Ölhafen Bridge: An Elegant Curved Structure

schneider+schumacher

Architects: schneider+schumacher
Location: Raunheim, Germany
Area: 2.380 m2
Year: 2013
Photography: Jörg Hempel and Kirsten Bucher

The new white Ölhafen Bridge is an elegant, curved structure. It spans the 70-meter-wide entrance to the oil terminal harbor in Raunheim with a spiraling access ramp. This sculptural bridge design stems from Frankfurt architects schneider+schumacher. The clients appointed Schüssler-Plan as structural engineers for the bridge.

The bridge’s location is, on the one hand, influenced by the industrial character of the harbor, and on the other, by the Main River that runs parallel to it, with its attractive embankment and mature trees. The bridge will primarily be used by cyclists and pedestrians. The location of the bridge so close to the harbour’s storage tanks was of particular concern at the design stage.

The oil depot is used for the transfer and storage of highly flammable substances. For this reason, the bridge had to be designed to prevent people on the bridge from gaining access to the passing tankers, or at least to make it difficult. In view of these exacting circumstances, a solution was developed that not only fulfils all the safety requirements, but also takes into account the specific location of the bridge on the Main River.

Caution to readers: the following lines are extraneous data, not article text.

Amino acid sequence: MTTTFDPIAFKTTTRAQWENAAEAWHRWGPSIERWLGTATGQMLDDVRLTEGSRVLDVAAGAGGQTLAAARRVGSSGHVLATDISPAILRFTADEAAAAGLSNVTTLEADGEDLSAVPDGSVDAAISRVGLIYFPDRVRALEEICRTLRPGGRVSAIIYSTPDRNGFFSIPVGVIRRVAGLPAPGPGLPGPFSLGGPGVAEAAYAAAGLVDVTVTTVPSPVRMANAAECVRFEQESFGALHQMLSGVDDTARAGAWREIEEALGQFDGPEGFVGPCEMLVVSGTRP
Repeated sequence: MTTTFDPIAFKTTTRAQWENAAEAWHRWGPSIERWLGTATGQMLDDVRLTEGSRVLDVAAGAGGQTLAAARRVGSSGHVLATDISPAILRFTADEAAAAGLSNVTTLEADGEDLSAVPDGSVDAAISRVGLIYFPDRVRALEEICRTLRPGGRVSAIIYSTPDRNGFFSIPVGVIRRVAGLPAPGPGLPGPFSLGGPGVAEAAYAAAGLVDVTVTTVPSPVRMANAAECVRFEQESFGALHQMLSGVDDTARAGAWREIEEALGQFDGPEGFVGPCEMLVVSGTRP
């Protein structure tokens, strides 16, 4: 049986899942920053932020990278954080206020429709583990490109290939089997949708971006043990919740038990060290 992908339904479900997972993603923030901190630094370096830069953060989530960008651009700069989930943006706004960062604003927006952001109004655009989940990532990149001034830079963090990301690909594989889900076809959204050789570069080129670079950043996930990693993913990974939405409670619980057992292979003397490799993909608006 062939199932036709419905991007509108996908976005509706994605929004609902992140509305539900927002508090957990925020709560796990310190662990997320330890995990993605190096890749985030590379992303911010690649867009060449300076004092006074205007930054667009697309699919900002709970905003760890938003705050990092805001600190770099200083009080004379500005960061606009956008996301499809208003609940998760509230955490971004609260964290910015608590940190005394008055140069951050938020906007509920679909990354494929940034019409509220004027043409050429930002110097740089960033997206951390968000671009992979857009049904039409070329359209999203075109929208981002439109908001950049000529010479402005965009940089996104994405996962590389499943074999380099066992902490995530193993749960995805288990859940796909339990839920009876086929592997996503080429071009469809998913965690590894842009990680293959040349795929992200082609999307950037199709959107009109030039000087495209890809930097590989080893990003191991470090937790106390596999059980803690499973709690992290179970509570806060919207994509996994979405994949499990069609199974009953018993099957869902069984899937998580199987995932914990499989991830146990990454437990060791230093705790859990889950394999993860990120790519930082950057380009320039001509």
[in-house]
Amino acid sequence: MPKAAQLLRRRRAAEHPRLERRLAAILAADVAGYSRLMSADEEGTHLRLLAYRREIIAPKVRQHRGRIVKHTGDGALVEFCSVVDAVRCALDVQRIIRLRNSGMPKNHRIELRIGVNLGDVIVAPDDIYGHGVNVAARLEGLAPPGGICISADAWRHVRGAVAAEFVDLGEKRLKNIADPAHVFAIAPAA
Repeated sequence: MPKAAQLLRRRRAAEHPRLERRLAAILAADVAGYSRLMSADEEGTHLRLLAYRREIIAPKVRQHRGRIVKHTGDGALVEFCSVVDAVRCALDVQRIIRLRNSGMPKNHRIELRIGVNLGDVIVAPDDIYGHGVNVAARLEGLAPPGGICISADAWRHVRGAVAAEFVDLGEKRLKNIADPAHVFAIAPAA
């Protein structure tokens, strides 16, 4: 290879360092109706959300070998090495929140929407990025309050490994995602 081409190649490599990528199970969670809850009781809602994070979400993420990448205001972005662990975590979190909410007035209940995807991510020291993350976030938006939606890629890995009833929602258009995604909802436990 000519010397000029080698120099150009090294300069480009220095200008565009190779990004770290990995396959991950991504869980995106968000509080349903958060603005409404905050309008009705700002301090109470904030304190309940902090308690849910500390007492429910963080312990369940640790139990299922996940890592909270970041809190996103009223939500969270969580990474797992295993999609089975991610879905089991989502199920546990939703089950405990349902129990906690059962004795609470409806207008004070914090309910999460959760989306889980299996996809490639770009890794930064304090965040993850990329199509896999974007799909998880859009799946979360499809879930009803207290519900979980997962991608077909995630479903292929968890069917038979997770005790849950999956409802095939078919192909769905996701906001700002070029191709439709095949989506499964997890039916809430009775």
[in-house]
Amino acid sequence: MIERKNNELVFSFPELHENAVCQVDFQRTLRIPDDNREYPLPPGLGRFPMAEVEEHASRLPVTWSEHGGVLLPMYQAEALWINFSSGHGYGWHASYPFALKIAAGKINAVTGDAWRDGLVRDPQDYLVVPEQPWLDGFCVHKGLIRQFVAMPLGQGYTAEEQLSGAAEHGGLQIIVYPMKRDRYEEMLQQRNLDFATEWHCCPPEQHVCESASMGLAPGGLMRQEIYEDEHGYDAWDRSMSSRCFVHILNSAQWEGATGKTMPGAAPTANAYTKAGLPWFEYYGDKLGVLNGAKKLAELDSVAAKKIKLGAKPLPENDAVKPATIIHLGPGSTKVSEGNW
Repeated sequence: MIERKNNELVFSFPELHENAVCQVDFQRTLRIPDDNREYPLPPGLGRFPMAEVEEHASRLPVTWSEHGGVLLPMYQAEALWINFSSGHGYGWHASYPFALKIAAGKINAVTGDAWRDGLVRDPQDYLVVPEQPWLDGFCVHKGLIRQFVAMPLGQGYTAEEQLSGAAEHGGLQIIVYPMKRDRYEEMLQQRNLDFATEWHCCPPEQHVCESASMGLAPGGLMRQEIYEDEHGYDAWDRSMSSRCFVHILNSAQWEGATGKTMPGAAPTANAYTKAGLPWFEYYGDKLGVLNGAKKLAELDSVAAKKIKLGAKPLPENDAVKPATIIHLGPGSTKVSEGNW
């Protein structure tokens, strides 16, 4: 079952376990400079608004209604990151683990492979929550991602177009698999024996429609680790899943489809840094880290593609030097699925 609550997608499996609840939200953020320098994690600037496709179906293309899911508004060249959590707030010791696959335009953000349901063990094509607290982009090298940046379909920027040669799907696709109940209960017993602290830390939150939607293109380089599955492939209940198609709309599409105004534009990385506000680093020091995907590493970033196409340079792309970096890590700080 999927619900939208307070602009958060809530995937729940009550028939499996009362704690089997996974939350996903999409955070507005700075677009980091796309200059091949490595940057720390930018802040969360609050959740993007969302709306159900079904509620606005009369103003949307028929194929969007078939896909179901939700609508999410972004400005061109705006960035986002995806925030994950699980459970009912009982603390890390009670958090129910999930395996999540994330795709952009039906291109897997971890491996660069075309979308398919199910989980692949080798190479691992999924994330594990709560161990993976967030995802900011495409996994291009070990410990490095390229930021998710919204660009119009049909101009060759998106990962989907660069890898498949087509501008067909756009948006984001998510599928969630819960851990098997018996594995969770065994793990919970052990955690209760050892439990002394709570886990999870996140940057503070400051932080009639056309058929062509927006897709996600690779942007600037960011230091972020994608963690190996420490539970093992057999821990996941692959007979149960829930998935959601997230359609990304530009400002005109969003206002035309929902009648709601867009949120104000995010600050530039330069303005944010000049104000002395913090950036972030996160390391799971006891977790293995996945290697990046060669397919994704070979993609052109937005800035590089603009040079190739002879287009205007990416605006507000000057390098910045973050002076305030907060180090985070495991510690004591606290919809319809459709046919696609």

The objective was to emphasize the bridge’s leisure use, and above all to provide unobstructed river views from the bridge despite all the safety issues. “A swiftly-rendered stroke of a paintbrush, connecting the two sides of the Raunheim Ölhafen” is how Prof. Michael Schumacher (architect and owner of the practice) describes the design approach.

 

The combination of design strategy and safety requirements has resulted in a bridge with an elegant, curved and sculptural form. The construction, with a total length of approximately 170 m, consists of a continuous five-part girder, which allows some 70 m to be spanned at the harbor entrance. Viewed from above, the bridge appears as a lightly undulating S-shape, which, at its north end, culminates in a circular access ramp: a 14-meter spiral, constructed of white concrete. On the side facing the oil terminal harbor, for security reasons, the ramp becomes a gently curving white wall, thus fulfilling the stringent safety requirements. By contrast, towards the Main River, the bridge opens up to allow unobstructed views of the river.

The bridge fits elegantly into its surroundings. Both its color and shape create a subtle connection to the harbor context.


This project is part of the Bicycle Architecture Biennale 2019/20